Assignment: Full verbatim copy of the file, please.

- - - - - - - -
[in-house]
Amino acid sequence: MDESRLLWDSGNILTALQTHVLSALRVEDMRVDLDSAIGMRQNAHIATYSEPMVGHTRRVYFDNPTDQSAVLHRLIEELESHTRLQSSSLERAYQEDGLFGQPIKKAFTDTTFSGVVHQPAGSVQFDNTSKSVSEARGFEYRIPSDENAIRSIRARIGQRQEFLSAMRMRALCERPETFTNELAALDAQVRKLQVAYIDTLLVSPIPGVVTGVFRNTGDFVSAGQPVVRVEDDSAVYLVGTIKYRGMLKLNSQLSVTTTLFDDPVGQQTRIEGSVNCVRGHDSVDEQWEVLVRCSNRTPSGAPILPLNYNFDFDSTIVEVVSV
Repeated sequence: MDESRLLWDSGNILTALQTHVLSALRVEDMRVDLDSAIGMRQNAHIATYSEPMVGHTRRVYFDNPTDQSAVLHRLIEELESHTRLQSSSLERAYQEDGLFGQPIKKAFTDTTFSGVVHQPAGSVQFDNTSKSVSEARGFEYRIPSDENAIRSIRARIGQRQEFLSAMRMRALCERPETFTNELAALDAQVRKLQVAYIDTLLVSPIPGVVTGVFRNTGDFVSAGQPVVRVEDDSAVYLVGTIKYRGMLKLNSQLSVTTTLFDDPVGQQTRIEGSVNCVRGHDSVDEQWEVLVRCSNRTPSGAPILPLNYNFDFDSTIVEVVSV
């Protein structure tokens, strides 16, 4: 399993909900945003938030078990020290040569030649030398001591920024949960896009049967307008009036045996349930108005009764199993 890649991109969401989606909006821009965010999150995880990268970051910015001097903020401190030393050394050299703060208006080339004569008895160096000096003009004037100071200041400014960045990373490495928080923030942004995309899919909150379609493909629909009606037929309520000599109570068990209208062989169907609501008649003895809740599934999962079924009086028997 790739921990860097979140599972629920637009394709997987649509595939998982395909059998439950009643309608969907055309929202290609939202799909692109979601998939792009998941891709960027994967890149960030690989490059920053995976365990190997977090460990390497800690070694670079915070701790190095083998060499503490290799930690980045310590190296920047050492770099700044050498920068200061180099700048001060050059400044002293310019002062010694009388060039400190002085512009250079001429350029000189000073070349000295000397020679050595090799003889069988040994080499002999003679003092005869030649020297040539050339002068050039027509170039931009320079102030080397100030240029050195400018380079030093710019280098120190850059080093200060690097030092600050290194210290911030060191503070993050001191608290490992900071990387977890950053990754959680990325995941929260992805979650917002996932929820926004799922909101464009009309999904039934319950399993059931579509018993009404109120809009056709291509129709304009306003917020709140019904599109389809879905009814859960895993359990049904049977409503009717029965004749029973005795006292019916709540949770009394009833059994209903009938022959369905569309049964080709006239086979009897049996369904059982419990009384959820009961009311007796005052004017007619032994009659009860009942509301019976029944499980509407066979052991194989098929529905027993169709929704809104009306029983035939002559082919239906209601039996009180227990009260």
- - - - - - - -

[in-house]
Amino acid sequence: MDESRLLWDSGNILTALQTHVLSALRVEDMRVDLDSAIGMRQNAHIATYSEPMVGHTRRVYFDNPTDQSAVLHRLIEELESHTRLQSSSLERAYQEDGLFGQPIKKAFTDTTFSGVVHQPAGSVQFDNTSKSVSEARGFEYRIPSDENAIRSIRARIGQRQEFLSAMRMRALCERPETFTNELAALDAQVRKLQVAYIDTLLVSPIPGVVTGVFRNTGDFVSAGQPVVRVEDDSAVYLVGTIKYRGMLKLNSQLSVTTTLFDDPVGQQTRIEGSVNCVRGHDSVDEQWEVLVRCSNRTPSGAPILPLNYNFDFDSTIVEVVSV
Repeated sequence: MDESRLLWDSGNILTALQTHVLSALRVEDMRVDLDSAIGMRQNAHIATYSEPMVGHTRRVYFDNPTDQSAVLHRLIEELESHTRLQSSSLERAYQEDGLFGQPIKKAFTDTTFSGVVHQPAGSVQFDNTSKSVSEARGFEYRIPSDENAIRSIRARIGQRQEFLSAMRMRALCERPETFTNELAALDAQVRKLQVAYIDTLLVSPIPGVVTGVFRNTGDFVSAGQPVVRVEDDSAVYLVGTIKYRGMLKLNSQLSVTTTLFDDPVGQQTRIEGSVNCVRGHDSVDEQWEVLVRCSNRTPSGAPILPLNYNFDFDSTIVEVVSV
């Protein structure tokens, strides 16, 4: 399993909900945003938030078990020290040569030649030398001591920024949960896009049967307008009036045996349930108005009764199993 890649991109969401989606909006821009965010999150995880990268970051910015001097903020401190030393050394050299703060208006080339004569008895160096000096003009004037100071200041400014960045990373490495928080923030942004995309899919909150379609493909629909009606037929309520000599109570068990209208062989169907609501008649003895809740599934999962079924009086028997 790739921990860097979140599972629920637009394709997987649509595939998982395909059998439950009643309608969907055309929202290609939202799909692109979601998939792009998941891709960027994967890149960030690989490059920053995976365990190997977090460990390497800690070694670079915070701790190095083998060499503490290799930690980045310590190296920047050492770099700044050498920068200061180099700048001060050059400044002293310019002062010694009388060039400190002085512009250079001429350029000189000073070349000295000397020679050595090799003889069988040994080499002999003679003092005869030649020297040539050339002068050039027509170039931009320079102030080397100030240029050195400018380079030093710019280098120190850059080093200060690097030092600050290194210290911030060191503070993050001191608290490992900071990387977890950053990754959680990325995941929260992805979650917002996932929820926004799922909101464009009309999904039934319950399993059931579509018993009404109120809009056709291509129709304009306003917020709140019904599109389809879905009814859960895993359990049904049977409503009717029965004749029973005795006292019916709540949770009394009833059994209903009938022959369905569309049964080709006239086979009897049996369904059982419990009384959820009961009311007796005052004017007619032994009659009860009942509301019976029944499980509407066979052991194989098929529905027993169709929704809104009306029983035939002559082919239906209601039996009180227990009260």